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maybe bios update is needed?

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post #6 of 27 (permalink) Old 10-22-2015, 11:58 AM - Thread Starter
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Quote:
Originally Posted by toyz72 View Post

maybe bios update is needed?

Turns out it's a known issue with the Gigabyte R9 390. Which kind of sucks. But at least it means my specific card isn't faulty.
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post #7 of 27 (permalink) Old 10-22-2015, 12:24 PM - Thread Starter
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Next up: Photos of the build, benchmarking and overclocking!

Everything is installed in the case and the cables are managed! The only annoying cables that I can't do much about are the front USB 3 and the front audio cables, which are quite thick and need to plug into the middle of the motherboard.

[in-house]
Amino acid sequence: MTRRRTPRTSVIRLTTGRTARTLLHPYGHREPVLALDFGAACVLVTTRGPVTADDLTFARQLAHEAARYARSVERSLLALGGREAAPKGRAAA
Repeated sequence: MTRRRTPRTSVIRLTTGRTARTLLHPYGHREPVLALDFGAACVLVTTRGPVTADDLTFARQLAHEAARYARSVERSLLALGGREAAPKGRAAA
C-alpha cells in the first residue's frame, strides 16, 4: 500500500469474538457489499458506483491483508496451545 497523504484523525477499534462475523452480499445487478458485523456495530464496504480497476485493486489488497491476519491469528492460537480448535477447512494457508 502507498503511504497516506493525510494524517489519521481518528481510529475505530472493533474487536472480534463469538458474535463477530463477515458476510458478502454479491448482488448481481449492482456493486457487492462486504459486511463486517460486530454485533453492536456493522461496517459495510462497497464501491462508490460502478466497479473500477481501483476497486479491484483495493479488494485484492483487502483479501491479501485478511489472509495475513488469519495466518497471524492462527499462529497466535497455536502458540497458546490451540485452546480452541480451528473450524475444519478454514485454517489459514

I've got Windows 10 installed with all the necessary drivers. Even installed Far Cry 3 to give it a whirl... It looks bloody gorgeous in 1440p on ultra settings!


This will be my first time benchmarking and overclocking.

I'm planning on using the free versions of 3DMark and PCMark 8 as benchmarks. Is this sufficient? Are there other benchmarks I should use for some reason? Keep in mind the point of this is not to run 30 different benchmarks on 4 different GPUs/CPUs to compare them, I just want to use them to stress test my overclocked system and get see how much extra performance I'm getting.